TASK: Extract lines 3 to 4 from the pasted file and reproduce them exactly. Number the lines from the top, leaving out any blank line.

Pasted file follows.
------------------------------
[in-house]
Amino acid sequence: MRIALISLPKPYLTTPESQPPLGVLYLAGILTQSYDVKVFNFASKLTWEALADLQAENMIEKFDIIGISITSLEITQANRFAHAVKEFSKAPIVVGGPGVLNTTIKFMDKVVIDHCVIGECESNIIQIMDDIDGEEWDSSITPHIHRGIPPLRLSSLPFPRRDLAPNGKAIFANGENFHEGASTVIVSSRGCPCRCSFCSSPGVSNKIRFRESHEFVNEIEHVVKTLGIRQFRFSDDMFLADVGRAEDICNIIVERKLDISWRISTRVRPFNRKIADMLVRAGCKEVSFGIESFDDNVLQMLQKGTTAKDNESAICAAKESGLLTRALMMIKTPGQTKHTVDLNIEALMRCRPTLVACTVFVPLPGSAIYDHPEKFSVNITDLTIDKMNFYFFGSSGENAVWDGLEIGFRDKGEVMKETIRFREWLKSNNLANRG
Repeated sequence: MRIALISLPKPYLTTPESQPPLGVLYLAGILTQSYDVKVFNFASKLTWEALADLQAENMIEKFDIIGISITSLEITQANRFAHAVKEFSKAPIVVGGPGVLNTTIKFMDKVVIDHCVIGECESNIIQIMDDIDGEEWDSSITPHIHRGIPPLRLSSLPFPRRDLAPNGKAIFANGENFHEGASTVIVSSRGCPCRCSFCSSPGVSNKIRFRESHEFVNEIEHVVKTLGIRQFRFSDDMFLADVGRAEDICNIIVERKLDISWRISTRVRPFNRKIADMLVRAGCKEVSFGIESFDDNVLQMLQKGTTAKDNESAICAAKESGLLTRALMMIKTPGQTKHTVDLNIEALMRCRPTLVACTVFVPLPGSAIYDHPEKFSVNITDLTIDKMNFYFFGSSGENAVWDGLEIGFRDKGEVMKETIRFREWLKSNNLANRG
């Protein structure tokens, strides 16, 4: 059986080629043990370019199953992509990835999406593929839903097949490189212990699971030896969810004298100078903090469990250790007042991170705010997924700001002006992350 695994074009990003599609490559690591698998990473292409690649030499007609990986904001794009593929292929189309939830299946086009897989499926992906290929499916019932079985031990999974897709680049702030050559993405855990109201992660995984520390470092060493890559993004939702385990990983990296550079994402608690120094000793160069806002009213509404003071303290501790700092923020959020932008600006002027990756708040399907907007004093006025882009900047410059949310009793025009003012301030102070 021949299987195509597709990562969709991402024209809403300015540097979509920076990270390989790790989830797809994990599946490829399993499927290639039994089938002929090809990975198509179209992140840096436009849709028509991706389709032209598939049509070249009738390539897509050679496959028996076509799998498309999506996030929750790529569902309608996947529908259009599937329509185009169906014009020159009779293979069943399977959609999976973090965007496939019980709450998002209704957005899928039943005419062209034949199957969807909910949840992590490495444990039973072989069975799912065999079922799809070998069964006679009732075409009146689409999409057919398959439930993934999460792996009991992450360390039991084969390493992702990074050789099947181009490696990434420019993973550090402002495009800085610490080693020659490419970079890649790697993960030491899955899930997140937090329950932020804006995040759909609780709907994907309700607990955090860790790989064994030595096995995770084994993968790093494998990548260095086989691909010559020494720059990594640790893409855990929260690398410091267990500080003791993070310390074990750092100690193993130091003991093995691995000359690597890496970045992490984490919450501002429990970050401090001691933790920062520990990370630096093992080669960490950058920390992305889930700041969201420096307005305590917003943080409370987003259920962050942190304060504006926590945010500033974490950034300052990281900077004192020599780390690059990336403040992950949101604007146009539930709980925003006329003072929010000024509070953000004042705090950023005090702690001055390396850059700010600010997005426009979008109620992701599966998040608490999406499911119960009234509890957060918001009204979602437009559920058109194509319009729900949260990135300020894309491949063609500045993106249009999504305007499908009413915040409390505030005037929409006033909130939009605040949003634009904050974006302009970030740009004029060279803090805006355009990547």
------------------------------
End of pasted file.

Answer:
Repeated sequence: MRIALISLPKPYLTTPESQPPLGVLYLAGILTQSYDVKVFNFASKLTWEALADLQAENMIEKFDIIGISITSLEITQANRFAHAVKEFSKAPIVVGGPGVLNTTIKFMDKVVIDHCVIGECESNIIQIMDDIDGEEWDSSITPHIHRGIPPLRLSSLPFPRRDLAPNGKAIFANGENFHEGASTVIVSSRGCPCRCSFCSSPGVSNKIRFRESHEFVNEIEHVVKTLGIRQFRFSDDMFLADVGRAEDICNIIVERKLDISWRISTRVRPFNRKIADMLVRAGCKEVSFGIESFDDNVLQMLQKGTTAKDNESAICAAKESGLLTRALMMIKTPGQTKHTVDLNIEALMRCRPTLVACTVFVPLPGSAIYDHPEKFSVNITDLTIDKMNFYFFGSSGENAVWDGLEIGFRDKGEVMKETIRFREWLKSNNLANRG
């Protein structure tokens, strides 16, 4: 059986080629043990370019199953992509990835999406593929839903097949490189212990699971030896969810004298100078903090469990250790007042991170705010997924700001002006992350 695994074009990003599609490559690591698998990473292409690649030499007609990986904001794009593929292929189309939830299946086009897989499926992906290929499916019932079985031990999974897709680049702030050559993405855990109201992660995984520390470092060493890559993004939702385990990983990296550079994402608690120094000793160069806002009213509404003071303290501790700092923020959020932008600006002027990756708040399907907007004093006025882009900047410059949310009793025009003012301030102070 021949299987195509597709990562969709991402024209809403300015540097979509920076990270390989790790989830797809994990599946490829399993499927290639039994089938002929090809990975198509179209992140840096436009849709028509991706389709032209598939049509070249009738390539897509050679496959028996076509799998498309999506996030929750790529569902309608996947529908259009599937329509185009169906014009020159009779293979069943399977959609999976973090965007496939019980709450998002209704957005899928039943005419062209034949199957969807909910949840992590490495444990039973072989069975799912065999079922799809070998069964006679009732075409009146689409999409057919398959439930993934999460792996009991992450360390039991084969390493992702990074050789099947181009490696990434420019993973550090402002495009800085610490080693020659490419970079890649790697993960030491899955899930997140937090329950932020804006995040759909609780709907994907309700607990955090860790790989064994030595096995995770084994993968790093494998990548260095086989691909010559020494720059990594640790893409855990929260690398410091267990500080003791993070310390074990750092100690193993130091003991093995691995000359690597890496970045992490984490919450501002429990970050401090001691933790920062520990990370630096093992080669960490950058920390992305889930700041969201420096307005305590917003943080409370987003259920962050942190304060504006926590945010500033974490950034300052990281900077004192020599780390690059990336403040992950949101604007146009539930709980925003006329003072929010000024509070953000004042705090950023005090702690001055390396850059700010600010997005426009979008109620992701599966998040608490999406499911119960009234509890957060918001009204979602437009559920058109194509319009729900949260990135300020894309491949063609500045993106249009999504305007499908009413915040409390505030005037929409006033909130939009605040949003634009904050974006302009970030740009004029060279803090805006355009990547």